Most new drugs for treating rare diseases not approved for sale in Ireland
Pharma body says less than one-third of medicines for rare diseases licensed for patients in Europe are available in the Republic
Spinraza activists protest outside the Dáil in Dublin. The drug is used to treat people suffering with spinal muscular atrophy. Photograph: Garrett White/Collins Photo Agency
New generation drugs are better able to address the challenge of rare diseases, but many have yet to get approval for sale here, according to an industry group.
The Irish Pharmaceutical Healthcare Association (IPHA) published new figures that show the State lags other western European countries on speed of access to orphan medicines.
The association, which represents bigger pharma groups that research and develop new drugs, said that less than one-third of medicines for rare diseases that are licensed for patients in Europe are available in the Republic. That ranked the Republic in the bottom half of the list of European countries, it said, and behind all other western European Union countries, including Denmark, Spain, Sweden, Italy and Austria.
However, the industry group was unable to say whether the companies behind the drugs had all applied for approval to sell them in Ireland. It is understood that some have not.
The UK and Germany performed best, according to the figures, scoring 92 per cent and 95 per cent respectively for availability of orphan medicines. As larger countries, with a bigger cohort of patients affected by rarer medical conditions, they would be expected to be early targets for access by drug companies.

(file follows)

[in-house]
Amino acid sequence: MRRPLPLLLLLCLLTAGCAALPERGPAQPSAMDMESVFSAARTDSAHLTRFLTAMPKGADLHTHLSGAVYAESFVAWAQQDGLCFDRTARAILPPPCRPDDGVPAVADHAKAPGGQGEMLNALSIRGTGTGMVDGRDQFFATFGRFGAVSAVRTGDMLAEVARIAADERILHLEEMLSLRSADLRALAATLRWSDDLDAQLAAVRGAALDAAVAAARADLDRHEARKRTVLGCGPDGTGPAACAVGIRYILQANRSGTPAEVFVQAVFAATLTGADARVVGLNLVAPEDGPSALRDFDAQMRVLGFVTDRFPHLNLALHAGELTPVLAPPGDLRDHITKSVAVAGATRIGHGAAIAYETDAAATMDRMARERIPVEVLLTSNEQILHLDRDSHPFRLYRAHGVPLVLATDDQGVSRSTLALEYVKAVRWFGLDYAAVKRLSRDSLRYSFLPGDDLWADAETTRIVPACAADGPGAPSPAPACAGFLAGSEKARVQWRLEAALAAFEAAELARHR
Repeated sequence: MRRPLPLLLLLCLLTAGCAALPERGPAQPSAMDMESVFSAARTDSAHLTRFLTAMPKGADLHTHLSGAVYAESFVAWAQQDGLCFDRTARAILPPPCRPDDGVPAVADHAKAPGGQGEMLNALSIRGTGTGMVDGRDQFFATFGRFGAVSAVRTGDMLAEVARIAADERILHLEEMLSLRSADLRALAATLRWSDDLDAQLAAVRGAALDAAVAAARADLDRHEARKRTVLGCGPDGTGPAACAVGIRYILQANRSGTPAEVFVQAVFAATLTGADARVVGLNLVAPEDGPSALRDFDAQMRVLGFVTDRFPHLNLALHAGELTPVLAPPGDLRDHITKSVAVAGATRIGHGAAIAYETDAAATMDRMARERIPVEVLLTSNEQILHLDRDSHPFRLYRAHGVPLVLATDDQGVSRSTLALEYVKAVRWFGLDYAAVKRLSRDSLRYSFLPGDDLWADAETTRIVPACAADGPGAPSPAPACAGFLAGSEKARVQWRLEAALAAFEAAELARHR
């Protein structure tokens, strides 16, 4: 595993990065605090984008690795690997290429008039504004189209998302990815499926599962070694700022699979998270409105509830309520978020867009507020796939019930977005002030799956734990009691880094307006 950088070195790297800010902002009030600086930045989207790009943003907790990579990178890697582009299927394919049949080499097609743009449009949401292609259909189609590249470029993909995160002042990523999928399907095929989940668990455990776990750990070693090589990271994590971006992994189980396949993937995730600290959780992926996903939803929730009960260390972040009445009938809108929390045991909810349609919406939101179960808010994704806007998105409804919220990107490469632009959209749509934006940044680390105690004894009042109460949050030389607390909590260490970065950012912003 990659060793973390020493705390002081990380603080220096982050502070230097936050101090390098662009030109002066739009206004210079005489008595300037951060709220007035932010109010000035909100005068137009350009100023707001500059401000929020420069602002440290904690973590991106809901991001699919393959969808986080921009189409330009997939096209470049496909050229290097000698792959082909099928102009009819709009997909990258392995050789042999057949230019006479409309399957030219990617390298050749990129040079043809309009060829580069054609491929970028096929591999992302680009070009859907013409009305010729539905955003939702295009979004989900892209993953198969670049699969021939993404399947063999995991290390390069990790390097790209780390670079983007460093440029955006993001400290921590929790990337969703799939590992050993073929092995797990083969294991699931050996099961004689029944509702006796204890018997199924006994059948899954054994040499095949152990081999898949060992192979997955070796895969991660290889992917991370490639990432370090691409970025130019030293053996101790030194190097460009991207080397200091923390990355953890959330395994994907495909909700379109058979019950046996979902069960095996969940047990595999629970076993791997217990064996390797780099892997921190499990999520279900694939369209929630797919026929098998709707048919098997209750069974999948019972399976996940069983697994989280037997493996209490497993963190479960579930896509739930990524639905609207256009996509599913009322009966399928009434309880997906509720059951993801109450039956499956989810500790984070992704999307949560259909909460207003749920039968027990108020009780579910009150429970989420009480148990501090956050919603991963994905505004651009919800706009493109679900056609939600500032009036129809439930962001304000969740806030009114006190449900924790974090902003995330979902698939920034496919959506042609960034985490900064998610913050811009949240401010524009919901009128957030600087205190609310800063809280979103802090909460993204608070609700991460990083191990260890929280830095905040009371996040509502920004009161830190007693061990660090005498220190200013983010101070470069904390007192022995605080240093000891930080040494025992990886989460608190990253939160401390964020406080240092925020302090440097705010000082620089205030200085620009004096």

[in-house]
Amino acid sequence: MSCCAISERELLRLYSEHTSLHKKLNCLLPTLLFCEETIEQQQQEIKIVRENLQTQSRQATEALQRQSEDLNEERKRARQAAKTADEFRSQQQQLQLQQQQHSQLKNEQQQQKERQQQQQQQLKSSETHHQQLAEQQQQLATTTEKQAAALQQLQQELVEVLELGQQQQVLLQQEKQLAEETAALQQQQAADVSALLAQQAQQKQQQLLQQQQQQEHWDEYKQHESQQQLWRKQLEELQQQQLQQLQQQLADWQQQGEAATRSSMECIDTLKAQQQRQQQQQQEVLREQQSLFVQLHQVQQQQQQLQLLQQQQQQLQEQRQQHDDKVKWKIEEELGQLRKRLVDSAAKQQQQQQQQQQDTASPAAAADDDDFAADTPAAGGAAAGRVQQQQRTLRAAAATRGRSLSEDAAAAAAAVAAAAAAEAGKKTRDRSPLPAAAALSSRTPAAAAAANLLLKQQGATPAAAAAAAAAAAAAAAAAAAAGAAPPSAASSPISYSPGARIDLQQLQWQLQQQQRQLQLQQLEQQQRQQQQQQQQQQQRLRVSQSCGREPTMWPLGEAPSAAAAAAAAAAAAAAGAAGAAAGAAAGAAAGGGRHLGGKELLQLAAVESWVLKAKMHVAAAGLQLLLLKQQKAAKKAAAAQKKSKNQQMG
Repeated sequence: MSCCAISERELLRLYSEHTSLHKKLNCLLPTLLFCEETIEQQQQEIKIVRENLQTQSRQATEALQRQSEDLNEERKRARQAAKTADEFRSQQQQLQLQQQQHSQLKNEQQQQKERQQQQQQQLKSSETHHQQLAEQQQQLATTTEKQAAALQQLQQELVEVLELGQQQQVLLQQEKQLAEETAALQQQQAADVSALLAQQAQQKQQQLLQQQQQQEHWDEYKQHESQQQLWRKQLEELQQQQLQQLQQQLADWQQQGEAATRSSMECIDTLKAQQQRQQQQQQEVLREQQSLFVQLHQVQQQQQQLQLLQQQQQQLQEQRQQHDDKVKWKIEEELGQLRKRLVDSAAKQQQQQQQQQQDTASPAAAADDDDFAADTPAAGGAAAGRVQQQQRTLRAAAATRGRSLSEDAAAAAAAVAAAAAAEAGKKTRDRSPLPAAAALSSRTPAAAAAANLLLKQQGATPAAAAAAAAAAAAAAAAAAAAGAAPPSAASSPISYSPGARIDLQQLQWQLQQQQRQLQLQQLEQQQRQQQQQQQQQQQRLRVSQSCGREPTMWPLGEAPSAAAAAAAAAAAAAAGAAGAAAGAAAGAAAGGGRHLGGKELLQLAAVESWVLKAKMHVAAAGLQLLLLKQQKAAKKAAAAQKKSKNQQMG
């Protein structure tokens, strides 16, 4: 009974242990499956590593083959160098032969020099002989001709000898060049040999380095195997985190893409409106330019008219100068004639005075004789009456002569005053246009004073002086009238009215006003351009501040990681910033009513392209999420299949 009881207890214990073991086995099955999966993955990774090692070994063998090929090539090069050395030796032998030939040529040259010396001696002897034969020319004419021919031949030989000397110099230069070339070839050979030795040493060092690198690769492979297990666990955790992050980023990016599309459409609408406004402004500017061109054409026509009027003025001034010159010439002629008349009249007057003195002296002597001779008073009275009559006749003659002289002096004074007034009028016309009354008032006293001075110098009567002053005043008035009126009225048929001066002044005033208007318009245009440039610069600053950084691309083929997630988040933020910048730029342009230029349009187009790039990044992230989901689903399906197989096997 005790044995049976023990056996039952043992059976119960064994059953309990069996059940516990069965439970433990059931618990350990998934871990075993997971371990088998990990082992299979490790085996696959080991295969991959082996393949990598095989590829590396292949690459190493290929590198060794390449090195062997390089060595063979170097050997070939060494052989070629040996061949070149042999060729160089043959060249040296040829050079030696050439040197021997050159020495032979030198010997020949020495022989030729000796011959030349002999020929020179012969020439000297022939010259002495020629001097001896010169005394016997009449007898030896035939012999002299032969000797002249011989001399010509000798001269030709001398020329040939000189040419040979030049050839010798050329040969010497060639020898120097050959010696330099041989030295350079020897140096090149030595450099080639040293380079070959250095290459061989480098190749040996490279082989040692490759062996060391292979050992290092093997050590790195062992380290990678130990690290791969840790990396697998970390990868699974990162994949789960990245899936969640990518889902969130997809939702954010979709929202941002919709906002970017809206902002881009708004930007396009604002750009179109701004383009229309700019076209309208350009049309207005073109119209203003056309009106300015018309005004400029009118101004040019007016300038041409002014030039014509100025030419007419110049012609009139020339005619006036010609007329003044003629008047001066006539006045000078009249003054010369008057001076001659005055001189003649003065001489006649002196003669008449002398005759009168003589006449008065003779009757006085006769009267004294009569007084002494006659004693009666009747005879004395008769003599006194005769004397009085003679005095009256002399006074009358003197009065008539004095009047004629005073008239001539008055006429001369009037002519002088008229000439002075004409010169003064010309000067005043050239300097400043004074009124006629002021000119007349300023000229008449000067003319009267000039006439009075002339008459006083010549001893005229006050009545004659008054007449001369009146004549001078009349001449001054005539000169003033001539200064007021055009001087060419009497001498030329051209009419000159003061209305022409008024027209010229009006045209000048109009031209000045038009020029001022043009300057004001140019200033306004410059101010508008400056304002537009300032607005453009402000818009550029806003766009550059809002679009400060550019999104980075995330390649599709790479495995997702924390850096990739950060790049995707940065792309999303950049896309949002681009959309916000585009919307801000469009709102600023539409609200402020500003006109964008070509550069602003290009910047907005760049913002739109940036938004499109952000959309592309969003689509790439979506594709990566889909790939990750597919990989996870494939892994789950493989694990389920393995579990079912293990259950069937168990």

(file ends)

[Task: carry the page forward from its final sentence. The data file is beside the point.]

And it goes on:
In countries such as the Republic, with a smaller population, companies would likely assess the size of the market before applying. Given the small patient populations, rare-disease drugs are generally among the most expensive to come through the approvals process.
It is understood that over the three years to 2017, the European Medicines Agency licensed 38 drugs tackling rare and orphan conditions – defined as a disease or condition that affects fewer than one in 2,000 people. The figures were compiled by IQVIA for the European Federation of Pharmaceutical Industries and Associations, of which IPHA is a member.
Rare diseases have become an increasingly attractive target for new medicines. Regulators in the United States have encouraged research in the area by providing orphan designation, which provides a faster and often easier passage to approval, which means less expense, and an extended period of market exclusivity.
The figures, which relate to the position at the end of last year, were published on Thursday to coincide with Rare Disease Day.